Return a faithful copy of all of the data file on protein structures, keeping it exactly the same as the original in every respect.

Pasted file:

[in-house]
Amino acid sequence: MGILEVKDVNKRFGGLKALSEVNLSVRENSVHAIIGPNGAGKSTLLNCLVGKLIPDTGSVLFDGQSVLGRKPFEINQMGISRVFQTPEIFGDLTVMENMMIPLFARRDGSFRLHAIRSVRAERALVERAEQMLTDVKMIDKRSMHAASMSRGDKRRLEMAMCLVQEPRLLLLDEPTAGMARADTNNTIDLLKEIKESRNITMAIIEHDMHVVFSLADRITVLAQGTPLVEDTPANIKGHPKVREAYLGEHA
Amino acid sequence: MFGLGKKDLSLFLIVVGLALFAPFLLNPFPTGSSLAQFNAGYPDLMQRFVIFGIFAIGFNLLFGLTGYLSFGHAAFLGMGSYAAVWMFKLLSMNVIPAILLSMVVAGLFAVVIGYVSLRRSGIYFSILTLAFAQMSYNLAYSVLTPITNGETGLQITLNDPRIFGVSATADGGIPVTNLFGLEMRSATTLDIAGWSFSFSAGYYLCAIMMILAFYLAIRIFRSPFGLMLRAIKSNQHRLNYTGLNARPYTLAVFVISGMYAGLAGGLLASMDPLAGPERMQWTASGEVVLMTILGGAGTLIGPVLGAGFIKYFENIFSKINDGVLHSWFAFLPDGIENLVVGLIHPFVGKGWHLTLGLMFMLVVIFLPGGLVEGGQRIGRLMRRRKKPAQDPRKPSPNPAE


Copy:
[in-house]
Amino acid sequence: MGILEVKDVNKRFGGLKALSEVNLSVRENSVHAIIGPNGAGKSTLLNCLVGKLIPDTGSVLFDGQSVLGRKPFEINQMGISRVFQTPEIFGDLTVMENMMIPLFARRDGSFRLHAIRSVRAERALVERAEQMLTDVKMIDKRSMHAASMSRGDKRRLEMAMCLVQEPRLLLLDEPTAGMARADTNNTIDLLKEIKESRNITMAIIEHDMHVVFSLADRITVLAQGTPLVEDTPANIKGHPKVREAYLGEHA
Amino acid sequence: MFGLGKKDLSLFLIVVGLALFAPFLLNPFPTGSSLAQFNAGYPDLMQRFVIFGIFAIGFNLLFGLTGYLSFGHAAFLGMGSYAAVWMFKLLSMNVIPAILLSMVVAGLFAVVIGYVSLRRSGIYFSILTLAFAQMSYNLAYSVLTPITNGETGLQITLNDPRIFGVSATADGGIPVTNLFGLEMRSATTLDIAGWSFSFSAGYYLCAIMMILAFYLAIRIFRSPFGLMLRAIKSNQHRLNYTGLNARPYTLAVFVISGMYAGLAGGLLASMDPLAGPERMQWTASGEVVLMTILGGAGTLIGPVLGAGFIKYFENIFSKINDGVLHSWFAFLPDGIENLVVGLIHPFVGKGWHLTLGLMFMLVVIFLPGGLVEGGQRIGRLMRRRKKPAQDPRKPSPNPAE